Models are representations of reality, or our perceptions of reality. In order to validate the usefulness of a model, it is important to determine whether things that are observed in reality also hold true in the model. This validation can be done using formal or informal methods to compare measurements and model behavior. Comparison can be done by looking at time series data, seeing if conditions correspond to qualitative descriptions, testing sensitivity of assumptions in a model, and deriving reasonable explanations for model generated behavior and behavior patterns.
Another important component in model validation is the detailed consideration of assumptions about structure. Agents should not require information that is not available to them to make decisions. There needs to be strict enforcement of causal connectedness. Material needs to be conserved.
Between the details of structure and the overwhelming richness of behavior, there is a great deal that can be said about a model that is rarely acted upon. If you were to complete the sentence "For a model or submodel to be reasonable when I _____________ it should _________" you would see that there are many things that you could do to a model to find problems and build your confidence in it.
In most cases, some of the things required for a model to be reasonable are so important that they get tested. In many cases, the things are said not about a complete model but about a small component of the model, or even an equation. In such cases you, as a model builder, can draw on your experiences and the work of others relating to behavior of generic structures and specific formulations.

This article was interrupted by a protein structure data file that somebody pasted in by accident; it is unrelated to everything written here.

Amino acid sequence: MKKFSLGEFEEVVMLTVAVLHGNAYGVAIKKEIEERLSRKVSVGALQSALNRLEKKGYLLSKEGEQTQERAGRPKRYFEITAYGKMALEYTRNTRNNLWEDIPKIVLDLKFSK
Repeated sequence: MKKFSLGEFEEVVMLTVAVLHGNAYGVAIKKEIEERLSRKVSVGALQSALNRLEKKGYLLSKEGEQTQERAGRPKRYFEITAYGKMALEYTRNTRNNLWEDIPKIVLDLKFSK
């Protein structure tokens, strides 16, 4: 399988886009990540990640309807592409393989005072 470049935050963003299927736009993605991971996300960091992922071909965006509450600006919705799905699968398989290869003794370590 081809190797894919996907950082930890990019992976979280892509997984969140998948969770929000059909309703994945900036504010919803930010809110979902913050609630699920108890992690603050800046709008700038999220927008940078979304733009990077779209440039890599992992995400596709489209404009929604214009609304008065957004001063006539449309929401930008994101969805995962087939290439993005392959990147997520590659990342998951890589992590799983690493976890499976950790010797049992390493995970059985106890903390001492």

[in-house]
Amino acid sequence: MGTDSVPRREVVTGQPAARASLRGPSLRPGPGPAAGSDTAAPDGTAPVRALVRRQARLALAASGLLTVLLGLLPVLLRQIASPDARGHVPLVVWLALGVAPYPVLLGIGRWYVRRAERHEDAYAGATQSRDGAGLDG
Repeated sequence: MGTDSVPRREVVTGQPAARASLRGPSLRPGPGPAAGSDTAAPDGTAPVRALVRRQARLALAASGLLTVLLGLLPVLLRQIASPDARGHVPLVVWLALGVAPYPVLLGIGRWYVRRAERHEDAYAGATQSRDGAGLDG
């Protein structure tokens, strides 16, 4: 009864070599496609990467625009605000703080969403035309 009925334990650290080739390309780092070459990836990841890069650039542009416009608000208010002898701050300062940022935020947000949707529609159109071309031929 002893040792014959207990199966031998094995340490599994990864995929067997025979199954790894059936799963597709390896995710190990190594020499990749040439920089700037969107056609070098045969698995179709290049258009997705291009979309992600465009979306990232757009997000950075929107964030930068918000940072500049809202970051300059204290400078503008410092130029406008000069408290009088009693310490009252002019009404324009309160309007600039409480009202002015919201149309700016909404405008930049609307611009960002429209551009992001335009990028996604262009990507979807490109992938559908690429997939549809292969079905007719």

Ultimately however, most of the things that need to be true for a model to be reasonable are never tested. Using traditional modeling techniques, the testing process requires cutting out sectors, driving them with different inputs, changing basic structure in selected locations, making lots of simulations, and reviewing the output. Even when this gets done, it is often done on a version of the model that is later revised, and the effect of the revisions not tested.
Reality Check equations provide you with a language for specifying what is required for a model to be reasonable, and the machinery to go in and automatically test for conformance to those requirements. The specifications you make are not tied to a version of a model. They are separate from the normal model equations and do not interfere with the normal function of the model. Pressing a button lets you see whether or not the model is in violation of the constraints that reality imposes.